April 07, 2005

Munch Theft update

Do the police finally have a theory? Well, according to Aftenposten, maybe the Munch theft was linked to another robbery and maybe the gang who stole the Munch paintings did so to create a spectacular art theft that would tie up and divert police resources while the gang went on to perform another fantastic heist. Sounds ridiculous. Sounds like the police need to get some more money so they can buy a clue. I've been following this theft for some time and, well, here's the text of the article (in case the link expires) and you be the judge:

Munch robbery a diversion? Police now apparently rounding up the final suspects in one of Norway's biggest robbery cases now believe their work may also lead to a breakthrough in the high-profile theft of two masterpieces by Edvard Munch.

The robbery, which was a ruthless and large-scale operation, resulted in the shooting death of police officer Arne Sigve Klungland, making it an exceptionally violent crime by Norwegian standards.

The police investigation to catch the members of the gang behind the NOKAS robbery is the biggest law-enforcement operation ever launched in Norway, and has already cost NOK 65 (USD 10.2) million, probably a bit more than the thieves made off with.

Now investigators say they cannot rule out that the robbery of Munch masterpieces "The Scream" and "Madonna" from the Munch Museum in Oslo on August 22 last year was part of an advance maneuver from the band behind the NOKAS heist. The goal would have been to tie up investigative resources by creating a spectacular art theft.

On the grounds that the members of the various criminal networks in the underworld in Oslo and eastern Norway know each other, police inspector Iver Stensrud is optimistic that more than one case may be solved by the NOKAS investigation.

"I would therefore not rule out that the arrests in the NOKAS case will lead to a positive development in the investigation of the Munch case," Stensrud told Aftenposten.

Police have biological trace evidence in the getaway car used in the Munch robbery, and have an increasing number of suspects in custody to test.

The Malaga arrest of Toska, in the company of a 28-year-old Norwegian suspected of being behind a major hashish smuggling operation, is another indicator to police that Norway's criminal circles often merge, with multi-faceted international criminals becoming the norm.

"It is interesting for us that these two were arrested together. It is relevant to raise the question of whether part of the robbery take has been used to purchase large quantities of hashish, and this is something the police will investigate closely," Stensrud said.

Think I'm being too hard on these poor, hard working idiots? The only promising thing, from my vantage point, is that they may have some form of "biological evidence" recovered from the getaway car.

I despair that these paintings will ever be found.

And while on the subject, I bet if they ever do catch anyone, no one is going to jail because they will demonstrate that they are unbalanced. I mean, if you can get away with stabbing six people on a bus, killing one of them, and not serve any prison time, what do you have to do to get put in the clink?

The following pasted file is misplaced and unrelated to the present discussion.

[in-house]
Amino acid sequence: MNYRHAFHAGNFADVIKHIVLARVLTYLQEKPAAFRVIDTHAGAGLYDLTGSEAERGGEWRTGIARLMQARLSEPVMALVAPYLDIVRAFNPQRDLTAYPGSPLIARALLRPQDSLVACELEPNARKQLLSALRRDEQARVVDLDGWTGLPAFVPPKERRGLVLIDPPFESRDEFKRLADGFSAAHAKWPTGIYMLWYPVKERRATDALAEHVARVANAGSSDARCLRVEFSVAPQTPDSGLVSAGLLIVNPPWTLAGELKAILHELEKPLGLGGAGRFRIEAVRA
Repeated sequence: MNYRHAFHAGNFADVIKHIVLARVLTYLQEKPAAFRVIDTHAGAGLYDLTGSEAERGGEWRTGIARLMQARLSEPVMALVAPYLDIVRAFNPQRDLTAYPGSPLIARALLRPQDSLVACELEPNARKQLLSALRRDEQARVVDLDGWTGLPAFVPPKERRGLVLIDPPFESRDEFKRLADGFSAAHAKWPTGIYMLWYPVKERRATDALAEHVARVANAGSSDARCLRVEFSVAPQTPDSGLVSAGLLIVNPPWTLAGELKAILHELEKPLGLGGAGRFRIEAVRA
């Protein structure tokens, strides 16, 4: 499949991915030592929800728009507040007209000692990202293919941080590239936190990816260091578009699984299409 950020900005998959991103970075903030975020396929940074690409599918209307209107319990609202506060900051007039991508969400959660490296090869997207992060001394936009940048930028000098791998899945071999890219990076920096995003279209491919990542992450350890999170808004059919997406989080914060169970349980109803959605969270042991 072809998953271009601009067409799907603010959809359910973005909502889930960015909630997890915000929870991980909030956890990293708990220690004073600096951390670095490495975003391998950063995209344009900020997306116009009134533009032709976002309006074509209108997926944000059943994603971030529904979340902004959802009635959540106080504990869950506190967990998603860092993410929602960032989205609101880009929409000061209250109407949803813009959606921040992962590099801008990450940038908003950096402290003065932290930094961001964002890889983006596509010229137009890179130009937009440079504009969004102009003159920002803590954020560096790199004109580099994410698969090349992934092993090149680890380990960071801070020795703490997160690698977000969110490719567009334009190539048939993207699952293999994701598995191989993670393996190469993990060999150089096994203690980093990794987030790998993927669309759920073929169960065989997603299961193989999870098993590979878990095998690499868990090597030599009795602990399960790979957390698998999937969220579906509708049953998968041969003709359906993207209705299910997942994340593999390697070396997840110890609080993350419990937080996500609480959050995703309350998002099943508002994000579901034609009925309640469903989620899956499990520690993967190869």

Accused killer not legally sane A Norwegian-Somalian who went amok on an Oslo tram last August, killing one and injuring five with a combat knife, has been assessed as psychotic and cannot serve prison time.

Police arrive on the scene of the stabbing rampage that stunned Oslo in August last year.

Forensic psychiatrists say the 41-year-old man was psychotic when the crimes were committed and is still psychotic and recommend he receive treatment for at least five years. He stands charged with one count of murder and five counts of attempted murder.

District attorney Terje Nyb√łe will ask that the defendant be transferred to compulsory psychiatric care when the trial begins in Oslo municipal court on April 26.

Defense counsel Heidi Bache-Wiig said her client does not remember anything that happened and will plead not guilty.

The 41-year-old was seated in the front of the tram and suddenly stood up and began methodically stabbing passengers. The driver stopped and opened the doors to help people escape and the assailant ran off, eventually getting away after threatening a motorist into surrendering a vehicle.

The Norwegian-Somalian man was a known 'ticking bomb'. He had been released from the psychiatric polyclinic at Ullevål University Hospital four days before the tram attack and was on the police list of suspects when they received a tip from a mosque that led to an arrest.

The 41-year-old had no medication and reportedly had been sleeping rough, on benches and in bus shelters, and spending his days in a park in the period before the attack.

The investigation revealed that the defendant had tried to receive medical help just three hours before the rampage, but was refused. Norway's Board of Health criticized Ullevål for their treatment of the man, and for not supplying their final report to the man's physician.

Bache-Wiig told Aftenposten that she is still considering suing Ullevål for compensation for the way her client was treated.

Posted by Random Penseur at April 7, 2005 10:16 AM
Comments

maybe the theory works - apparently the police have made one arrest for the Munch robbery.

Posted by: GrammarQueen at April 8, 2005 04:31 PM
Post a comment









Remember personal info?